Matt Wildrick/The Commuter.

And the Oscar goes to…

By Kameron Clem

The Oscars. A Staple of the film industry for almost ninety years. A place where the best films from the past year compete to take home one of the illustrious golden statuettes.

The 88th rendition was nothing short of a huge night. Now, “huge” is a pretty subjective term because one person may say it was a “huge” night for “Mad Max: Fury Road” winning six awards for the night; more than any other film. One may say that it was a “huge” night for Leonardo DiCaprio winning his first Oscar for Best Actor that many believe he deserved four other times. And one person may say that it was a “huge” night for the people who just got to be involved with the making of one of the nominated films. Whatever your definition of huge is, there is no denying that the Eighty-Eighth Academy Awards was a huge night.

Starting off the night were Chris Rock’s biting jabs at the Academy for the lack of nominations for African Americans. He set the tone for the night in his subtly uncomfortable opening monologue.

“If you want more black nominees just have black categories,” Rock said.

As Rock wrapped up his speech the category for Best Original Screenplay hit the screen. “Spotlight” won the award. The next award, Best Adapted Screenplay went to “The Big Short” a film very much about getting money out of politics.

Next was the award for Best Supporting Actress, which went to Alicia Vikander for her role in “The Danish Girl”. A film about a transgender woman who was the first to undergo treatments to change her sex from male to female.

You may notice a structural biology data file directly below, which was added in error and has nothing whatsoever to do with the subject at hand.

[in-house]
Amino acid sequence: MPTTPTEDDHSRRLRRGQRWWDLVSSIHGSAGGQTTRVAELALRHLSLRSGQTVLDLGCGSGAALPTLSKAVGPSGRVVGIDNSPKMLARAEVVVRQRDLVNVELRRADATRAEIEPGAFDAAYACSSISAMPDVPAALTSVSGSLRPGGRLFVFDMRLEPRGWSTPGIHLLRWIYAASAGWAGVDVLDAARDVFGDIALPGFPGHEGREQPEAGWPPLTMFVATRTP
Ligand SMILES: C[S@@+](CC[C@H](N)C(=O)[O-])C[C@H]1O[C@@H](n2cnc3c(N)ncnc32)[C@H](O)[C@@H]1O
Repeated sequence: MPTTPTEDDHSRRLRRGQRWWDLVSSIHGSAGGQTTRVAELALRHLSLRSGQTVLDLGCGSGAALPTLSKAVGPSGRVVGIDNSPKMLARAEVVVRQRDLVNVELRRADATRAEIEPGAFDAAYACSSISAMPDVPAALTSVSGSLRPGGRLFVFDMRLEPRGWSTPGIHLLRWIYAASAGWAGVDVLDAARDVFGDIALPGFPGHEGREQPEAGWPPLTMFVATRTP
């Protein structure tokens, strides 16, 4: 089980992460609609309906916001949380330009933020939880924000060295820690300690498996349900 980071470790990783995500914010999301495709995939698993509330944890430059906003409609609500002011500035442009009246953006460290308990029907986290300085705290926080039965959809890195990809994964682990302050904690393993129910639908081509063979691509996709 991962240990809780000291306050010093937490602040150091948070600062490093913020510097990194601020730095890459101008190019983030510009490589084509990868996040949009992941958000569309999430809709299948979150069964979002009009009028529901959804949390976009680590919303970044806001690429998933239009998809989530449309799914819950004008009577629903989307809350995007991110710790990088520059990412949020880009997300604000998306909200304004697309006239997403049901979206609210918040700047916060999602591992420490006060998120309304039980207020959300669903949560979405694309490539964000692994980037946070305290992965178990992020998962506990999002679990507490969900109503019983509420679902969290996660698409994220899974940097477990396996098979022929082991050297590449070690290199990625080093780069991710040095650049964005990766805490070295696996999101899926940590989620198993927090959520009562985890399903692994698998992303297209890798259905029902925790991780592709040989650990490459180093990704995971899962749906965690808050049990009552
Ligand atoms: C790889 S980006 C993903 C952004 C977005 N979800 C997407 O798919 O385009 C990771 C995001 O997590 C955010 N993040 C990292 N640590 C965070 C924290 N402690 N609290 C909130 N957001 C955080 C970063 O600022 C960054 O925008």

Next began the reign of “Mad Max: Fury Road”, taking home six awards for production design, costumes, makeup/hairstyling, editing, sound editing and sound mixing. With only one award in between those six, the award for Best Cinematography, going to “The Revenant”.

After that, the night became a little harder to predict because everything that was up for a nomination was a triumph of filmmaking. The first example of that is “Ex Machina” winning for Best Visual Effects despite being up against “Star Wars Episode VII: The Force Awakens” and “Mad Max: Fury Road”, among others.

The next segment of the show was dedicated to raising money for Chris Rock’s daughter’s girl scout troupe.

“Help my daughters beat Linda Dunn… Come on Leo, you made 30 million,” Rock joked.

Once again, Rock fills the Dolby Theater with a subtle uncomfortable feeling but in such a comedic way that it is almost unnoticeable.

The awards continued with the Best Animated Feature going to “Inside Out” and Best Supporting Actor to Mark Rylance for “Bridge of Spies”. Then something very unexpected happened. Vice President of the United States, Joe Biden appeared and gave a speech about the issue of sexual assault on college campuses and that no one is to blame for those tragedies except the people who commit them. It was a very poignant speech because directly after it, Lady GaGa poured her heart and soul into performing her Oscar nominated song about sexual abuse “Till It Happens to You” from the film, “The Hunting Ground”. Many people in the audience were left in tears after her performance and it’s not hard to imagine many people watching at home being in tears either. However, Lady GaGa ended up not winning the award for Best Original Song. Instead it went to Sam Smith for the song, “Writings on the Wall” for the James Bond film, “Spectre”.

The next four awards were the biggest of the night. Best Director went to Alejandro Innaritu for “The Revenant”. Best Actress went to Brie Larson for “Room”. Best Actor went to Leonardo DiCaprio for his performance in “The Revenant” and Best Picture went to “Spotlight”.

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